It Does Not Always Work Anyways

As written above, braced initializers don’t work at all with template type deduction. The same applies for C++11 lambda captures and decltype. What remains is auto type deduction and C++14’s init-capture for lambdas, which uses the same set of rules. So the next points are about auto type deduction:

It’s Not Clear

The syntactic difference between copy initialization and direct initialization is too small for such a huge semantic difference. Anybody reading a line where auto is used together with a braced initializer will have to know the rules. For direct initialization she will have to know both rules and which one of them apply to the compiler that is used to compile the code or deduce from the rest of the code which rule might be meant. It’s a maintainability nightmare.

It’s not Portable

Different compilers implement this differently. And not only switching to another compiler might break code that uses direct initialization with braced initializers, upgrading between versions of the same compiler might suffice if the proposal gets accepted into C++17, or in the case of MSVC, if it does not get accepted and the current behavior is removed from the compiler.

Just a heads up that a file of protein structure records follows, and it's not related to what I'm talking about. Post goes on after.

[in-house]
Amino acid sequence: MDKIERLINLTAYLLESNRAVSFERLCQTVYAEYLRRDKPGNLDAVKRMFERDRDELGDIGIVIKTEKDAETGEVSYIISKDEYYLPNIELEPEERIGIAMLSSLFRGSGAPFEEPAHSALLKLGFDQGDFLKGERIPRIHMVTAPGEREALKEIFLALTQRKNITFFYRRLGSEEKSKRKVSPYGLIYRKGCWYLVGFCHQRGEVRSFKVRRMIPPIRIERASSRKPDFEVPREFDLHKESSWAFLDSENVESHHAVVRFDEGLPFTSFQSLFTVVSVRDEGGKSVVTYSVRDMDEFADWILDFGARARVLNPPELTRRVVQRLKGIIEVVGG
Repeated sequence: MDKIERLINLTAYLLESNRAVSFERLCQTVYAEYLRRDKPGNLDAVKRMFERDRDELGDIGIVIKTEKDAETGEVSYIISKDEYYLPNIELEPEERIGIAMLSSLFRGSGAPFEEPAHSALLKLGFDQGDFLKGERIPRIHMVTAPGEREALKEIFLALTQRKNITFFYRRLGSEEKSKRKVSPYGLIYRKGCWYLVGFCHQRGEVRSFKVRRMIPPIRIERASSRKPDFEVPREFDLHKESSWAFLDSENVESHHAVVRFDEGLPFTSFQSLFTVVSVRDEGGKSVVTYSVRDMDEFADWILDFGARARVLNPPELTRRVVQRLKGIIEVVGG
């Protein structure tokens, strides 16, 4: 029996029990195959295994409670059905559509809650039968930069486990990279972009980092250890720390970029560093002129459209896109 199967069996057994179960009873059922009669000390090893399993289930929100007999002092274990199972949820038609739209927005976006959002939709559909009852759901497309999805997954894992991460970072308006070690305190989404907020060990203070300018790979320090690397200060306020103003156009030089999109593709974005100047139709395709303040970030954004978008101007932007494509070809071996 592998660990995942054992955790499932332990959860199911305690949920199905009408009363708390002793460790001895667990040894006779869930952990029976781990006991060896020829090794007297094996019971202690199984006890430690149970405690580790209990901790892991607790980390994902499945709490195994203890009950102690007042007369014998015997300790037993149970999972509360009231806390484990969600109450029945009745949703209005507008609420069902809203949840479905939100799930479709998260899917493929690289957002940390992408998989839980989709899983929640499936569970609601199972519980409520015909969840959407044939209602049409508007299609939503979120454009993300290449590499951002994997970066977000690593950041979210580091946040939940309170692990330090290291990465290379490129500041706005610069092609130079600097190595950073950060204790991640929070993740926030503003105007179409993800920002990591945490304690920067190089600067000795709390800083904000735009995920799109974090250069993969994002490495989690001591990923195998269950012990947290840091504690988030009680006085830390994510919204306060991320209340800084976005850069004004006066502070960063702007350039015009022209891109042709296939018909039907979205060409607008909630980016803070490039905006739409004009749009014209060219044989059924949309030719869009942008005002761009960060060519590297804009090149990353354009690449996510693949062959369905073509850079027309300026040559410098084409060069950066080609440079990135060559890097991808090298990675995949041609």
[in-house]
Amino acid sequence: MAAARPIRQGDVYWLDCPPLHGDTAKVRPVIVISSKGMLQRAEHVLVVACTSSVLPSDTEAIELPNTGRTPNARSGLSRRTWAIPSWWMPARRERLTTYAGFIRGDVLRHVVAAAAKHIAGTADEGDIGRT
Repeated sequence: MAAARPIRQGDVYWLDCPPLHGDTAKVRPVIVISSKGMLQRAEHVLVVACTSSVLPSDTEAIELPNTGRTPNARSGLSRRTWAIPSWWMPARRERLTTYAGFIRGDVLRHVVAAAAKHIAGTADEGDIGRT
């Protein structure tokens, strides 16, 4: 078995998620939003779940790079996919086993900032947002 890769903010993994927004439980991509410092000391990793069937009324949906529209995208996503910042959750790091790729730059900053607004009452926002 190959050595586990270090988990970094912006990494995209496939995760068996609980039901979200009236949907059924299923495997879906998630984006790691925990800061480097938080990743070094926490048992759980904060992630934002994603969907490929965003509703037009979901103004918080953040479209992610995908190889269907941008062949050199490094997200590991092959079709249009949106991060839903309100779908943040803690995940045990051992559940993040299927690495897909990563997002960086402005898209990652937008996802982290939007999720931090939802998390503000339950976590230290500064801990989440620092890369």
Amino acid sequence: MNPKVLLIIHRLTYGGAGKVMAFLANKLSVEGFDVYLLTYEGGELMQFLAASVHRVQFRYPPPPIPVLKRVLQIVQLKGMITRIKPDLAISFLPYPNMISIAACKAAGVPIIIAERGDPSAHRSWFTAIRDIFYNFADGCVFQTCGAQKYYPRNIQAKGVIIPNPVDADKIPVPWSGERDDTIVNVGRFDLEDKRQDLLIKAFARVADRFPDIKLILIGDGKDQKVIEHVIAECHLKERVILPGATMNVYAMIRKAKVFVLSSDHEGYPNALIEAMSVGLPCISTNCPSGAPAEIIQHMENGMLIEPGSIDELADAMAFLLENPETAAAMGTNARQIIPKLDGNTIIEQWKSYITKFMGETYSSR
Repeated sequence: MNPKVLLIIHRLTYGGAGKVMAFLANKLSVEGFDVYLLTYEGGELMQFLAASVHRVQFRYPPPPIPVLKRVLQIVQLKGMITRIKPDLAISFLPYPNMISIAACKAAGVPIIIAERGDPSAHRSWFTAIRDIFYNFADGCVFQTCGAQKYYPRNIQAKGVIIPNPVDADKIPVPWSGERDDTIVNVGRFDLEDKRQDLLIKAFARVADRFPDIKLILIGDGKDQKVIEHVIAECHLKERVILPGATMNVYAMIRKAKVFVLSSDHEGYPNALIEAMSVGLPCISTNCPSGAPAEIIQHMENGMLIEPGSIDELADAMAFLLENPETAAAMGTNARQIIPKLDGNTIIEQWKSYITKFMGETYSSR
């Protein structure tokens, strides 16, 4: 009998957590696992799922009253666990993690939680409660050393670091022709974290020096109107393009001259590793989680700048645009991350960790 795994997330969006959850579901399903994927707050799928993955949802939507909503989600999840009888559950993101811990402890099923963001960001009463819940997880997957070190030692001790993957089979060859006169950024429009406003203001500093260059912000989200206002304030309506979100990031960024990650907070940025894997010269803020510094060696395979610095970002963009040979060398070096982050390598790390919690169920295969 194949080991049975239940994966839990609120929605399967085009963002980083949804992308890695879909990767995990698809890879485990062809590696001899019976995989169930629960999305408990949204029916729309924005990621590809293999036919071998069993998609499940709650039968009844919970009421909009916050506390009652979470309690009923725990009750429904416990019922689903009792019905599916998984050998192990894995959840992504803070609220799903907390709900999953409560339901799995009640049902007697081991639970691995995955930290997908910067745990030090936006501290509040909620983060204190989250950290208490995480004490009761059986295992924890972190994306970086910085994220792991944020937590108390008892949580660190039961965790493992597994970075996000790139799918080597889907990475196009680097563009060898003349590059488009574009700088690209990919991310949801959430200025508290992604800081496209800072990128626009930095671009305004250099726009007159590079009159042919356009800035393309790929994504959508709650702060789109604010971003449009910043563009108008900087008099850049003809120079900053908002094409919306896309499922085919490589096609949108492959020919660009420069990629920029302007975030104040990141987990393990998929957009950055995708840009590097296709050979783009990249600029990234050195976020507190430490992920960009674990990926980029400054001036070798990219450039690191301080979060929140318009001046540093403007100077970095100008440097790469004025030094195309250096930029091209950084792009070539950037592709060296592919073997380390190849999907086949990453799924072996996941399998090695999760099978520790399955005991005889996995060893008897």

It’s a Corner Case

There is little or no use for std::initializer_list as standalone variables, at least as far as I know of (I would love to hear from sensible real world examples in the comments). If there are occasions where a variable of the type is needed, the programmer should explicitly use the type instead of auto.

“Wait, what?? No auto?” Not this time. auto is great for standard cases where the exact type of a variable is not necessary to know or where it is easy to derive from the context. In this case, where you want to use a not so usual type, document it. If you insist on using auto, initialize your auto variable with an explicitly constructed std::initializer_list:

That way every reader of the code will know that you indeed meant to use an initializer_list and did not just happen to fall into a trap that type deduction rules made for you.

Update 21.02.2015: